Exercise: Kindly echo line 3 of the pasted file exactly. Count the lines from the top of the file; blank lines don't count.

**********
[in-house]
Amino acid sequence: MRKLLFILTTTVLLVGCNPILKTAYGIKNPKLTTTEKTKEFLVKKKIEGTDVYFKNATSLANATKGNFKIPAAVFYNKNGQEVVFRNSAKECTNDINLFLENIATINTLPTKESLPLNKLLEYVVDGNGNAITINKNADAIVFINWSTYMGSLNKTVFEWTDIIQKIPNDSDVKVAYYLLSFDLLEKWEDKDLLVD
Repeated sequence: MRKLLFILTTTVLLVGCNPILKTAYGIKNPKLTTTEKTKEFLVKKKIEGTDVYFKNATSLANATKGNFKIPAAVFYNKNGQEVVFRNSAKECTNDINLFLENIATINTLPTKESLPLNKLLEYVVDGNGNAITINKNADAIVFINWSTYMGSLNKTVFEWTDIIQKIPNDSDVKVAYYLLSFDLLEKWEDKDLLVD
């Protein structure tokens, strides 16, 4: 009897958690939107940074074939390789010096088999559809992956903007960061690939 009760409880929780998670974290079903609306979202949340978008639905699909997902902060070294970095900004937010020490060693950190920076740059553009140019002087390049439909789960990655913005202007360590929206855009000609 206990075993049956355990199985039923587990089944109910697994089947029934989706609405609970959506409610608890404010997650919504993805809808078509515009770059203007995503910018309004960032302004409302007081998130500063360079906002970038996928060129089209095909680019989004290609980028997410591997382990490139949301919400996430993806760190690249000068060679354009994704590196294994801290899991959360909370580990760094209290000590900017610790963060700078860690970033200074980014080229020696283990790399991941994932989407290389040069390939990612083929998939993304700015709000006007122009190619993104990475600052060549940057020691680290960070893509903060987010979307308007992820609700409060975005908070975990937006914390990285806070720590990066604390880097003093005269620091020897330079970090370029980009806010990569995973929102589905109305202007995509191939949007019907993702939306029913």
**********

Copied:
Repeated sequence: MRKLLFILTTTVLLVGCNPILKTAYGIKNPKLTTTEKTKEFLVKKKIEGTDVYFKNATSLANATKGNFKIPAAVFYNKNGQEVVFRNSAKECTNDINLFLENIATINTLPTKESLPLNKLLEYVVDGNGNAITINKNADAIVFINWSTYMGSLNKTVFEWTDIIQKIPNDSDVKVAYYLLSFDLLEKWEDKDLLVD